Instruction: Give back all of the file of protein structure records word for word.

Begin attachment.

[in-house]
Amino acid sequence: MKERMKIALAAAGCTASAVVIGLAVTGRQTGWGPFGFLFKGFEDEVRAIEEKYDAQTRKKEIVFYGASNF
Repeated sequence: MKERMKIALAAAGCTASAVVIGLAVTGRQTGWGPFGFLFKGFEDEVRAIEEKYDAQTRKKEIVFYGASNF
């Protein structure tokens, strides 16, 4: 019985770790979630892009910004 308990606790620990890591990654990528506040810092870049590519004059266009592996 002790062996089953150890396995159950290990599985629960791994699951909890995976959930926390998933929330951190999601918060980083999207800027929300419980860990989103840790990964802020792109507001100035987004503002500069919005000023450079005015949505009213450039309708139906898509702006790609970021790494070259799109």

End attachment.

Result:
[in-house]
Amino acid sequence: MKERMKIALAAAGCTASAVVIGLAVTGRQTGWGPFGFLFKGFEDEVRAIEEKYDAQTRKKEIVFYGASNF
Repeated sequence: MKERMKIALAAAGCTASAVVIGLAVTGRQTGWGPFGFLFKGFEDEVRAIEEKYDAQTRKKEIVFYGASNF
């Protein structure tokens, strides 16, 4: 019985770790979630892009910004 308990606790620990890591990654990528506040810092870049590519004059266009592996 002790062996089953150890396995159950290990599985629960791994699951909890995976959930926390998933929330951190999601918060980083999207800027929300419980860990989103840790990964802020792109507001100035987004503002500069919005000023450079005015949505009213450039309708139906898509702006790609970021790494070259799109």